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U.S. 80 4-lane work out for bid

A struggle that began almost 50 years may soon be put to rest. Since the late 1950’s citizens and representatives at all levels have lobbied for the conversion of all U.S. Highway 80 to four lanes. In most other areas of the state they were successful. However, in West Alabama, people have continued to wait.

Monday it was announced by Alabama Department of Transportation Director Joe McInnis that bids would soon be taken for phase one of a three-phase plan to expand the highway from Demopolis to Highway 28.

McInnis said the projects first big step will come in less than a month.

“The letting date will be March 1,” McInnis said. “From there they will actually have two phases to this project.”

McInnis said the first step will deal with water and how they plan to deal with it.

“First it starts with a grade and drain,” McInnis said. “During that period we will work on putting a bridge across the river and putting the proper drainage in.”

McInnis said once the proper drainage is in place work will begin on the road itself.

“The next phase is the base and pave phase,” McInnis said. “In that project we go back in and finish it up. It is hard to put an estimate on how long it will take because there are two pieces to the project.”

The news is good for everyone, but it is especially satisfying for those who have battled from the very start. For years they have lived under the frustration of being left out. There are only about 29 miles of Highway 80 that are not paved. Almost all of them are in Alabama and much of that falls in Marengo and Sumter County. The number is even more significant when you consider the road runs across the entire country from Savannah to San Diego.

Jamie Wallace, former editor of the Selma Times Journal, was there when the talks began. He has seen the struggle and is happy to see their hard work come to a head.

“It was about 1958 when I was at the first meeting,” Wallace said. “It was all ALDOT people and county and city representatives.”

Wallace said Highway 80 has been a huge part of the states history and it was historic events that led to the delay in some of the paving.

“There were several areas around Selma that were not four-laned in the 60’s,” Wallace said. “That was part of George Wallace’s argument not to let people march. He said it was a major East to West highway and it was too dangerous. He said there was so much traffic it would be dangerous to march there and they also didn’t want to stop traffic for three days.”

However, when the marches were complete four-laning began in most of the area between Selma and Montgomery. Throughout the 1970’s and 80’s Highway 80 was vastly expanded. But on the other side of Demopolis the work ceased and was placed as an after thought by the state until recently. Wallace said the project was likely put on the back burner because of a lack of pull in Montgomery.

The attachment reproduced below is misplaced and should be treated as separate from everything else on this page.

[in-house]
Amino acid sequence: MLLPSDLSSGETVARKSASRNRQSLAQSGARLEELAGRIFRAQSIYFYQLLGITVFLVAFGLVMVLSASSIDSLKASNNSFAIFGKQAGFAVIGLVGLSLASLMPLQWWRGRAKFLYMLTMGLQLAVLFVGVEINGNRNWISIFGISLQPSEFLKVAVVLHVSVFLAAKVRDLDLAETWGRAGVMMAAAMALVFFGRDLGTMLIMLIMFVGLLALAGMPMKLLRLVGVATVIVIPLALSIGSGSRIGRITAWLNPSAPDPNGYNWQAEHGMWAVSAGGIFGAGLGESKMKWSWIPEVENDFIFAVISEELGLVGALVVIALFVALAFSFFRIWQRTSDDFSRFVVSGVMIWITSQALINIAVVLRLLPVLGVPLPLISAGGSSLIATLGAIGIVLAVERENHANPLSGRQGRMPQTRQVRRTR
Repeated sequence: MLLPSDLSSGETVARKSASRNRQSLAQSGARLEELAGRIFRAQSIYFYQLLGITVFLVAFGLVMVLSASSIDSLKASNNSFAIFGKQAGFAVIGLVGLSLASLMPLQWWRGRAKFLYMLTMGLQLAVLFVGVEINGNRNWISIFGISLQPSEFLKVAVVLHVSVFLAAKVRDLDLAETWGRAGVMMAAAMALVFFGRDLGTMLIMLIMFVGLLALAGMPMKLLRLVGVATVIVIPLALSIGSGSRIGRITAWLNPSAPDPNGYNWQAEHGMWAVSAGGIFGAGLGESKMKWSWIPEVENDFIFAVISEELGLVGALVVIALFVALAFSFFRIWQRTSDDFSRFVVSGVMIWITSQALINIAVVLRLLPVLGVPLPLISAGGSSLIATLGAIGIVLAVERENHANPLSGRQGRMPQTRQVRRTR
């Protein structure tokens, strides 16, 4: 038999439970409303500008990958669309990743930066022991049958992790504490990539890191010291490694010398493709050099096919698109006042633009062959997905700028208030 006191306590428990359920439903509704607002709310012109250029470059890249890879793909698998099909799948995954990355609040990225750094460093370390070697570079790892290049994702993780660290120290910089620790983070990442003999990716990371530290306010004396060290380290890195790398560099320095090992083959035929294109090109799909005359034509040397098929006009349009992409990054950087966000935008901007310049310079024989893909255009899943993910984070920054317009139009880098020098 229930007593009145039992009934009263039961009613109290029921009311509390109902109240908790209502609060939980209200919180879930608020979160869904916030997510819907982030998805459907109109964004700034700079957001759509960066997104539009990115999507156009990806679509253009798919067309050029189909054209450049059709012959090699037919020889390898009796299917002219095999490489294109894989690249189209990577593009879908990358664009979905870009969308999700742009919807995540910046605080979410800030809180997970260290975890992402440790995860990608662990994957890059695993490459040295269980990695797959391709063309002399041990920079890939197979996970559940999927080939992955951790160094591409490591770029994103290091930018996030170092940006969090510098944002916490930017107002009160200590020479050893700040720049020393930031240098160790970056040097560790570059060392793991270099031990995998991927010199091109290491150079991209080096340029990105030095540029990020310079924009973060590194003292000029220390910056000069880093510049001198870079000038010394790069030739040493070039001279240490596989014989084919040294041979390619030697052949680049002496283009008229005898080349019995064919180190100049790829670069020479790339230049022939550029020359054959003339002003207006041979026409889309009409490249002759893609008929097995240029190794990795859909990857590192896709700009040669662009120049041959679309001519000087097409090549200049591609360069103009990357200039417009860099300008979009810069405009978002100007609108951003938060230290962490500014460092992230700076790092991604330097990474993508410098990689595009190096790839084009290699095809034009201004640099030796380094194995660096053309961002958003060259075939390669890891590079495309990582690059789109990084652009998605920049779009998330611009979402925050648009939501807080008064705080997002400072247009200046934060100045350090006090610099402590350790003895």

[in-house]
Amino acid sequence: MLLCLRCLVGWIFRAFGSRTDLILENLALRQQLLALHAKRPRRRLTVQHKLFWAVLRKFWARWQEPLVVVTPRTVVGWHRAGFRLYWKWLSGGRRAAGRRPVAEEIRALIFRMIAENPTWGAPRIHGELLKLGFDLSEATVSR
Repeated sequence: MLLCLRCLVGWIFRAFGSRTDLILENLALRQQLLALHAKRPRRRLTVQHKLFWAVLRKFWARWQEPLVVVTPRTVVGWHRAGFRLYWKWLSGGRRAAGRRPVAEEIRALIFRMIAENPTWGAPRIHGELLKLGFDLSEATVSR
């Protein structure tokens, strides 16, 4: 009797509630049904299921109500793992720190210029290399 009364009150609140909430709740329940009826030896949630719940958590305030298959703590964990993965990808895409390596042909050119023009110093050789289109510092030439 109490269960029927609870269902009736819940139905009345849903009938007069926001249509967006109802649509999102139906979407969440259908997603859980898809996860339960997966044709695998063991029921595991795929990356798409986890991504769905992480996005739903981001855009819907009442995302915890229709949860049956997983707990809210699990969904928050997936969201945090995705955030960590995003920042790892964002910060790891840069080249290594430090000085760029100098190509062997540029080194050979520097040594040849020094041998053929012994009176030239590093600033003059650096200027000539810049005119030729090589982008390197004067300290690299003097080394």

“There just wasn’t a willingness to put money into the project,” Wallace said. “The squeaky wheel gets the grease and there were other areas with a higher populations and more political clout.”

The project seemingly disappeared as a priority. However, locally, it continued to create a stir.

Longtime Marengo County Commission Chairman Freddie Armstead is one of many who have watched in suspense to see when the project would finally take off. Armstead said the news that bids would soon be taken was great for everyone.

“If we get that done it will be a great improvement to our area,” Armstead said. “It would greatly improve the transportation through the area and the business we could bring in. It will be great to finally get it done and start receiving bids.”

Armstead is one of many frustrated local leaders who have seen the project jump from five-year plan to five-year plan. Armstead said the plans have added up to three decades of waiting.

“We have been on five year plans, five year plans and more five year plans until I think it has added up to about 30 now,” Armstead said. “The sooner they can open bids the better. This is going to be very promising for us.”

Demopolis City Councilmember Thomas Moore has also watched as the project was delayed. Moore said the news that things were coming together was a huge relief.

“I think this is wonderful news,” Moore said. “I have been saying for four years this was a do-able project in the overall context and the amount of money it would take. We can’t even begin to measure the benefits this will bring us.”

There are several reasons for the excitement behind the news. The biggest comes with the possibilities the completion will bring.

Jay Shows, Executive Director of the Demopolis Area Chamber of Commerce, said the project may take time, but it will have a positive impact on the economy.

“Any move toward the completion of Highway 80 will be a welcome one,” Shows said. “This will be something we will continue to push and we look forward to the expansion.”

Demopolis businessman Bill Mackey, who owns several properties on Highway 80, said he is extremely excited about the future of Demopolis after the project.

“I think it is going to be wonderful,” Mackey said. “It is going to be great for the economy of Demopolis. I wish that they were able to start tomorrow. It is going to be wonderful for everybody.”

For now, the cost and time frame for the project are still up in the air. More will be revealed about the construction when the bid is awarded and the situation is evaluated.